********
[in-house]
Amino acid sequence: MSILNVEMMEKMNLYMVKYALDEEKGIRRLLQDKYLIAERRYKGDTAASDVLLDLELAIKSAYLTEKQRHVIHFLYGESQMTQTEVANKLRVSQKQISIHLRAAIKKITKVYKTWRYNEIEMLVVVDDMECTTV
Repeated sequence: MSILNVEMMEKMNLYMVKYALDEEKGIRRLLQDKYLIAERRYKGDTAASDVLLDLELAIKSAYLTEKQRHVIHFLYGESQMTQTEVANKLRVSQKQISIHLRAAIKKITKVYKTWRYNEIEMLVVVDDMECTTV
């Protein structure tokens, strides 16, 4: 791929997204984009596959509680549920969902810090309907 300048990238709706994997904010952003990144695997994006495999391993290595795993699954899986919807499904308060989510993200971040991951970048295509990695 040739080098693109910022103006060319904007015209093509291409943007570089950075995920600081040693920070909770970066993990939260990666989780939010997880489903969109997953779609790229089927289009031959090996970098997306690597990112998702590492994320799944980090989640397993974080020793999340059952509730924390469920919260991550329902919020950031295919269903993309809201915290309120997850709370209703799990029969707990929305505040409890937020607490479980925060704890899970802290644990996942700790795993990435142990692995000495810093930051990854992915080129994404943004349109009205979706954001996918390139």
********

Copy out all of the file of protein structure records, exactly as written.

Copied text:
[in-house]
Amino acid sequence: MSILNVEMMEKMNLYMVKYALDEEKGIRRLLQDKYLIAERRYKGDTAASDVLLDLELAIKSAYLTEKQRHVIHFLYGESQMTQTEVANKLRVSQKQISIHLRAAIKKITKVYKTWRYNEIEMLVVVDDMECTTV
Repeated sequence: MSILNVEMMEKMNLYMVKYALDEEKGIRRLLQDKYLIAERRYKGDTAASDVLLDLELAIKSAYLTEKQRHVIHFLYGESQMTQTEVANKLRVSQKQISIHLRAAIKKITKVYKTWRYNEIEMLVVVDDMECTTV
């Protein structure tokens, strides 16, 4: 791929997204984009596959509680549920969902810090309907 300048990238709706994997904010952003990144695997994006495999391993290595795993699954899986919807499904308060989510993200971040991951970048295509990695 040739080098693109910022103006060319904007015209093509291409943007570089950075995920600081040693920070909770970066993990939260990666989780939010997880489903969109997953779609790229089927289009031959090996970098997306690597990112998702590492994320799944980090989640397993974080020793999340059952509730924390469920919260991550329902919020950031295919269903993309809201915290309120997850709370209703799990029969707990929305505040409890937020607490479980925060704890899970802290644990996942700790795993990435142990692995000495810093930051990854992915080129994404943004349109009205979706954001996918390139």